Wesley Bryan has watched enough golf to know what happens immediately after a nationally televised PGA Tour victory. So when he got his first win—as a rookie at the RBC Heritage in his home state of South Carolina on Easter Sunday—he walked up to the TV tower prepared to talk about anything. And he did.
“Was it really as pressure-packed coming down the stretch as you thought it might be when you would dream about trying to win on the tour?” CBS sportscaster Jim Nantz asked. Bryan answered that he wasn’t nervous at all … until he approached the second-to-last hole.
“Number 17, I got up and honestly, I just threw up a little bit in my mouth,” Bryan said. “And I was like, ‘Well, shoot—I guess this is what nervous feels like!’”
Laughter broke out as Nantz and co-host Nick Faldo appeared amused and repulsed at the same time. This was clearly a golfer committed to being 100 percent real—on camera and off.
Watch the full interview below.
A minute later, Bryan had another opportunity to get real. At the very end of the interview, Nantz paused for a second before asking one last question: “And how about winning on Easter Sunday, for you?”
Bryan didn’t hesitate—he was ready.
“I want this day to be as little about me as possible and more about our Savior who came out of the tomb,” he said. “It was, I mean, just so special to get it done on such a special day.”
Bryan later said he had taken a few seconds to collect his thoughts on the way to the TV tower.
“I figured [Nantz] would mention something about Easter,” he said, “and I’m glad he teed it up for me.”
If Nantz teed it up, Bryan put it right down the middle of the fairway as he effortlessly shifted the attention of millions of viewers—if only for a few seconds—from golf to Jesus.
Maybe it happened so naturally because he’s trained himself to shift his own focus from the demands of the PGA Tour to the quiet discipline of daily time with God.
“Circumstances don’t change that,” Bryan said. “There are still enough hours in the day to devote anywhere from 30 minutes to an hour to the Word. Usually it’s first thing in the morning.”
He also spends Tuesday nights taking part in the traveling Bible study known as the PGA Tour Fellowship. The time of worship, prayer and study has been known to include golf pros Webb Simpson, Bubba Watson and Rickie Fowler, among many others. The weekly event helps keep Bryan zeroed in on his relationship with Christ—a relationship he says he didn’t always have, despite his parents’ insistence on church attendance.
“I believed in Jesus, I believed in God, but I didn’t have a relationship,” Bryan said. “And then I wandered away through high school. I was chasing women for the wrong reasons. I was even chasing my now-wife for the wrong reasons.”
He credits much of his turnaround to the love and persistence of his childhood best buddy, who kept sharing the Gospel until it sank in.
“Finally I realized I was in a really dark place,” Bryan said. “I would say I was a Christian, but there was no relationship there. There was no ‘fruit.’”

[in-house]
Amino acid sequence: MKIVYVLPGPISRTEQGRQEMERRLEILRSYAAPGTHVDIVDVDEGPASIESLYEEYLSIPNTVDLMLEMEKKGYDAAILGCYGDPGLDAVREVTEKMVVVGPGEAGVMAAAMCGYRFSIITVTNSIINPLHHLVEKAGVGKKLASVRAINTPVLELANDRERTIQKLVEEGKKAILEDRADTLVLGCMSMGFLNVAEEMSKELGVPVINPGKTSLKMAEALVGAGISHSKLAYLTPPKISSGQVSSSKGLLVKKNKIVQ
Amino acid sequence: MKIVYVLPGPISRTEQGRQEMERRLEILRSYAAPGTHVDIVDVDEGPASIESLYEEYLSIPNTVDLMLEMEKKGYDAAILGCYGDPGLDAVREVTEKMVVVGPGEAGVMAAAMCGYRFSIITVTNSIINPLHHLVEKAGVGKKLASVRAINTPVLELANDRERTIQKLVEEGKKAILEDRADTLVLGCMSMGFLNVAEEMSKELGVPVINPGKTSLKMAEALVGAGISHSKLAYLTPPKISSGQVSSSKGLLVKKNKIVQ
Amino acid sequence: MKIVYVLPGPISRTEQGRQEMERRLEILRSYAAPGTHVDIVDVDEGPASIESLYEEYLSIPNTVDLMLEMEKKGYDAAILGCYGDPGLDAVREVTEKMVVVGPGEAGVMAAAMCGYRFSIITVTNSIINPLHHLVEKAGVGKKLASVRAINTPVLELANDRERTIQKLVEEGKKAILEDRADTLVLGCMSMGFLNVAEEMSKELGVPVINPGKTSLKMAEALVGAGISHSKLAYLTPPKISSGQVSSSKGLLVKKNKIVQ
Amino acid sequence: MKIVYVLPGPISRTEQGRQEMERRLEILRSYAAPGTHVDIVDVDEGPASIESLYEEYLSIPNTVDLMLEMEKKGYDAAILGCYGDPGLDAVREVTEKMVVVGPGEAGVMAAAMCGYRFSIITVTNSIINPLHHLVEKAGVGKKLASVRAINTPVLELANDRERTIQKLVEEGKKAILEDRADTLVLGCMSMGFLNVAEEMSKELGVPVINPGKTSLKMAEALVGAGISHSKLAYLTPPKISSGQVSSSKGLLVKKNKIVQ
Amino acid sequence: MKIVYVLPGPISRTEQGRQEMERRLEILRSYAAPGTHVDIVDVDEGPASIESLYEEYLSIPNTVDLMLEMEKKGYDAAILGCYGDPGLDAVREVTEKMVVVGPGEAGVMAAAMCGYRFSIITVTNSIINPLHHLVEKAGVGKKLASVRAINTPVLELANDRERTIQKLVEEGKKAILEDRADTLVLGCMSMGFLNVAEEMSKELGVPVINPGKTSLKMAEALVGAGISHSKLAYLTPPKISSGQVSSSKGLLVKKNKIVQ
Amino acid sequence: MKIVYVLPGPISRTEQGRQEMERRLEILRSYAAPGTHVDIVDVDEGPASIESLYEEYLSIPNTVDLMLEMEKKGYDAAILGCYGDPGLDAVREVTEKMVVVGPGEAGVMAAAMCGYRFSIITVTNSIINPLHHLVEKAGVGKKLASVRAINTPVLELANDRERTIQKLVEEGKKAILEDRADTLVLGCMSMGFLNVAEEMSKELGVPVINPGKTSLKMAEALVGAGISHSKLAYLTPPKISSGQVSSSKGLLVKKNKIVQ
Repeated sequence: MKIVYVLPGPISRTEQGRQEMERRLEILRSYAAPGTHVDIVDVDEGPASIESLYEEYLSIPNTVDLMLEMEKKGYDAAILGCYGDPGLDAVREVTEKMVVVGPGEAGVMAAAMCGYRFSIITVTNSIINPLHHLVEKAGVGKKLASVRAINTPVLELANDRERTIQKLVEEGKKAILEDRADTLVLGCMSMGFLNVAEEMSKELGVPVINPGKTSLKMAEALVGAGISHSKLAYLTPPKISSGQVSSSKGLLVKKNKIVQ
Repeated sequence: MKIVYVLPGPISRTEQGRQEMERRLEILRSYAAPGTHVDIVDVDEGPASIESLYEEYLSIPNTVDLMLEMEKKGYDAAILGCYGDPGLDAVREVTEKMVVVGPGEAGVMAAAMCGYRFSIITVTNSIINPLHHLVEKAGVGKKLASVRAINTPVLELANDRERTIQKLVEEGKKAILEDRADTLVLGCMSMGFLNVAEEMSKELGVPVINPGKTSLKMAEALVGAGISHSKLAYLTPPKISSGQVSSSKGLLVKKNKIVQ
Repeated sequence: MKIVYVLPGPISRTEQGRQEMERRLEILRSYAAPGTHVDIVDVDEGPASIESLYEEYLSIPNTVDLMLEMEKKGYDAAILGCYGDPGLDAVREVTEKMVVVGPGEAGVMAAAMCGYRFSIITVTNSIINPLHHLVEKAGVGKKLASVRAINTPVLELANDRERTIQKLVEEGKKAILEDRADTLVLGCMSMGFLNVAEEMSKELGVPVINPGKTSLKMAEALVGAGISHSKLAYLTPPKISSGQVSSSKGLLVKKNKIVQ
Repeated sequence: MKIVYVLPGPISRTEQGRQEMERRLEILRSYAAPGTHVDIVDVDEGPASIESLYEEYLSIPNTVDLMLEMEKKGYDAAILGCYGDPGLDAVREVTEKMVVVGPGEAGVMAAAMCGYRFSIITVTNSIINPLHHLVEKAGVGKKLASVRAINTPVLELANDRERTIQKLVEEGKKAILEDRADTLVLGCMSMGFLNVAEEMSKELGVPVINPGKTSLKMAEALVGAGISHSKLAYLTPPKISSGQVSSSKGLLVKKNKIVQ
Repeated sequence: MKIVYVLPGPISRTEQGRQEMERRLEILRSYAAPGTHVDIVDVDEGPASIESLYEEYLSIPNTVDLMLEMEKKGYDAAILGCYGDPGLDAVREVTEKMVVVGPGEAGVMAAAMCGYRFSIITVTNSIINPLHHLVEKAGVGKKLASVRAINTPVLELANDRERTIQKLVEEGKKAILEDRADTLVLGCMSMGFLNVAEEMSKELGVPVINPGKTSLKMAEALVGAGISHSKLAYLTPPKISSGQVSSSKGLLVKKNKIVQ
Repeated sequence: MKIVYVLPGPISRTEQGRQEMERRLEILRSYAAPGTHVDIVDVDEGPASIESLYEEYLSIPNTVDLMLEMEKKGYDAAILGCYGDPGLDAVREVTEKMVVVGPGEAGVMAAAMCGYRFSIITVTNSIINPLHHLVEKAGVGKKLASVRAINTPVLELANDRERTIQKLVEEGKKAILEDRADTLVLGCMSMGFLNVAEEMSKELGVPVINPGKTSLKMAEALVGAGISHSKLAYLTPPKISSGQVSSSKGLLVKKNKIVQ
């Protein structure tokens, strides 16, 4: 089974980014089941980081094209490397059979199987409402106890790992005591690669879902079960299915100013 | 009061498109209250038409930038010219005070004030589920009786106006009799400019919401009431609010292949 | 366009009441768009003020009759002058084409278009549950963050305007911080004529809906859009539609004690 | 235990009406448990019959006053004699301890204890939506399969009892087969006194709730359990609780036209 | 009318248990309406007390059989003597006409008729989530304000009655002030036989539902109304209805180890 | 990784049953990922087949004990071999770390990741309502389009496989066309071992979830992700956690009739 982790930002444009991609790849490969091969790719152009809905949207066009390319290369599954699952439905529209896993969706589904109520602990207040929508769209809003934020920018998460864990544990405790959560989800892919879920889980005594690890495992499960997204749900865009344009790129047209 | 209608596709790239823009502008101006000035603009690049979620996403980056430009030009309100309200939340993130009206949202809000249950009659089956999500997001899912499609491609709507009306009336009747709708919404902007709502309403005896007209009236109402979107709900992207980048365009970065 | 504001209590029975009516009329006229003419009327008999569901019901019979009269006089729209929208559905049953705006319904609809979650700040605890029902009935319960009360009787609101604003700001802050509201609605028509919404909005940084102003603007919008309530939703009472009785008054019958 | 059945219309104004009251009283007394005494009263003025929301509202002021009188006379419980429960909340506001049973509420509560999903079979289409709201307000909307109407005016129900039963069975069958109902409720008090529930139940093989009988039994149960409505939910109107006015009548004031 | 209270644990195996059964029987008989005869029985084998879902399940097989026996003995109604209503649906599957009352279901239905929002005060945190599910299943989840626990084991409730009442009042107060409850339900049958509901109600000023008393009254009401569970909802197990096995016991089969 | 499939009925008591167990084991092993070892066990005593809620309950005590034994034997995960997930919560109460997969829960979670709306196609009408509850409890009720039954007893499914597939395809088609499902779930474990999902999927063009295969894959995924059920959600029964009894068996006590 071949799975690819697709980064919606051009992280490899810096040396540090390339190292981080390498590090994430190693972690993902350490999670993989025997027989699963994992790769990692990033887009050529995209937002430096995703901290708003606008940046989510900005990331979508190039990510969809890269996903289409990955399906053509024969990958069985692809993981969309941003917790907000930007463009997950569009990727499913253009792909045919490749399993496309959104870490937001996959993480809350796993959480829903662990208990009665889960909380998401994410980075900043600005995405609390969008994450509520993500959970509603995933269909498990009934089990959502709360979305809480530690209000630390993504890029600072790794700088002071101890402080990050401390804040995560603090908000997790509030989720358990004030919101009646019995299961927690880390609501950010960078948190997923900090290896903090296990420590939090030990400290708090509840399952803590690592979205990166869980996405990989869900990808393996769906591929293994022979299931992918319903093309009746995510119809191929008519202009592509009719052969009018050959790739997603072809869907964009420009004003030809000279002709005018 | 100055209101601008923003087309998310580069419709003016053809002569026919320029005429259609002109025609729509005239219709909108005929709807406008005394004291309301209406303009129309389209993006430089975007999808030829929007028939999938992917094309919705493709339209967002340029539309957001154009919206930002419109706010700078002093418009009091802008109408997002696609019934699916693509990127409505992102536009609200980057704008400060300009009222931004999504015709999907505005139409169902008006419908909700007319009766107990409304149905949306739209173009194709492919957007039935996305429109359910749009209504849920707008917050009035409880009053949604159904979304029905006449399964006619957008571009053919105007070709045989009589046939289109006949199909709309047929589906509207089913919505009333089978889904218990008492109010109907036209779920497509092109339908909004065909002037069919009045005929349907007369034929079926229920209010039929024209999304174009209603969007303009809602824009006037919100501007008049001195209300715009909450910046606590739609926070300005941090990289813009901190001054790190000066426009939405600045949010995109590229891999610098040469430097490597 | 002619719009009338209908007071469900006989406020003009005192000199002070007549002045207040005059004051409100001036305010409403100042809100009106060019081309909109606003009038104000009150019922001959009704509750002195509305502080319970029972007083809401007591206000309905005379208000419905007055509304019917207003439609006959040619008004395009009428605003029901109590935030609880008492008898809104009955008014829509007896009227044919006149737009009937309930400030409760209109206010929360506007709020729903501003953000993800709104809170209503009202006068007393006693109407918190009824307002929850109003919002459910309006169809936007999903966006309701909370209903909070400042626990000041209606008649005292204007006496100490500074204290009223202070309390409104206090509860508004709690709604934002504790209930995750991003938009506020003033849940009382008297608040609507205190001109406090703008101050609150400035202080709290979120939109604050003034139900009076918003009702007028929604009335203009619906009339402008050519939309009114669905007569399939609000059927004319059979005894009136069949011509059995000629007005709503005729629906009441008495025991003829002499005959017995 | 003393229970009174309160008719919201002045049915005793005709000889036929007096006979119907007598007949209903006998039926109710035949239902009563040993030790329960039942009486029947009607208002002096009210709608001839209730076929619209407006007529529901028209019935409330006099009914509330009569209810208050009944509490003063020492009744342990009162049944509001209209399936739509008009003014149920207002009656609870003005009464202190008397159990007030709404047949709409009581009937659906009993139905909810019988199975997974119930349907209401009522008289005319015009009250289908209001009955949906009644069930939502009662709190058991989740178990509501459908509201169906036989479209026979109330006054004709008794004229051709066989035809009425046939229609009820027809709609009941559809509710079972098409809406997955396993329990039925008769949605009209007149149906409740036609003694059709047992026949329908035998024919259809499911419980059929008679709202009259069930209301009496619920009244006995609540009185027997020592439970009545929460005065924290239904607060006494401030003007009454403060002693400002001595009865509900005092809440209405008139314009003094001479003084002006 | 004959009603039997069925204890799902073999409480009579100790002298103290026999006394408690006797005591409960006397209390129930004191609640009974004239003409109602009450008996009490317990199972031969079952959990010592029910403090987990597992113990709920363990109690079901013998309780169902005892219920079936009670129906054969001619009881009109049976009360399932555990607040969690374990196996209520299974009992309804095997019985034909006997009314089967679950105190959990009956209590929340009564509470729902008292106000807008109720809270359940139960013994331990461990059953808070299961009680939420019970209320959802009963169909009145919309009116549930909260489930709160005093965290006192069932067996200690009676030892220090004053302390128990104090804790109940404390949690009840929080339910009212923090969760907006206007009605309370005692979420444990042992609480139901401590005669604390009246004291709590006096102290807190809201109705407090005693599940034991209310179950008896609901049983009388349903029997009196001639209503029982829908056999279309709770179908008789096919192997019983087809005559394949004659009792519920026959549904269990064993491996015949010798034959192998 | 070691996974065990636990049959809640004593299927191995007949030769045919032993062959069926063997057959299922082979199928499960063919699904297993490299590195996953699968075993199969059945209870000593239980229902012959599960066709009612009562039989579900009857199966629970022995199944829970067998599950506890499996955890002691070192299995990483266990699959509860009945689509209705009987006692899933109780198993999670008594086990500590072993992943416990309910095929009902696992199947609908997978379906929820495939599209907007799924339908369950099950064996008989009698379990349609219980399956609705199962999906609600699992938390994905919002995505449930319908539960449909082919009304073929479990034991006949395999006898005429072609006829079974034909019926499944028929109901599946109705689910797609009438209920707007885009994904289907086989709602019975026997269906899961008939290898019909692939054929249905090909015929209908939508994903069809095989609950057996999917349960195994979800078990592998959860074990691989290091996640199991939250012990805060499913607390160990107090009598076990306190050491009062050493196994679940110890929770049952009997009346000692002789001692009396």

Bryan became a Christ follower his senior year of high school—and called a mulligan on his relationship with his girlfriend, Elizabeth.
“We set up rules and everything,” Bryan said. “We were going down the really wrong path, physically, and I was not helping our cause out. But from then on it was a complete 180, and the outlook of our relationship—of life—had an eternal perspective rather than, ‘What can I do right this moment to satisfy me?’”
Wesley and Elizabeth married in 2012, shortly after both graduated from the University of South Carolina. You could say the wedding was a long time coming—they first met in their 4-year-old preschool class.
Elizabeth works part time as a physician’s assistant and joins her husband on the tour as much as possible. With Wesley’s career taking off, they could afford for Elizabeth to quit her job, “but I didn’t want her to just give up on her passion,” Wesley said.
“I feel like she’s really called to be in the field of medicine and caring for her patients,” he added. “That’s where her heart’s been for a lot of years, so I felt like it was important for her to be able to work.”
When Elizabeth does join him on the tour, Wesley says he’s intentional about making time to date her. That often means saying “no” to other good things in order to say “yes” to his wife.
“When you see the way the world views things out here [on the tour], it’s a lot of people who have golf as their top priority,” Bryan said. “I said to myself when I got married that it was going to be Jesus, my wife and work.”
Eventually, Bryan would like to add children to that list, but not quite yet—“They scare the heck out of me.”
In the meantime, the Jesus-marriage-golf lineup seems to be more than enough to keep this PGA rookie busy.
“I feel like God’s given me this platform for a reason,” Bryan said. “I would love to continue on in golf and progress and get better.
“And win more tournaments to continue to use the platform to share the Gospel with others.”
>>Love golf? And a few golf jokes? Listen to Billy Graham’s 1977 message from Charlotte, North Carolina: “Golf & the Christian Life.”
>>Wesley Bryan said he knew about Jesus but didn’t have a relationship. Find out what it means to really know Jesus.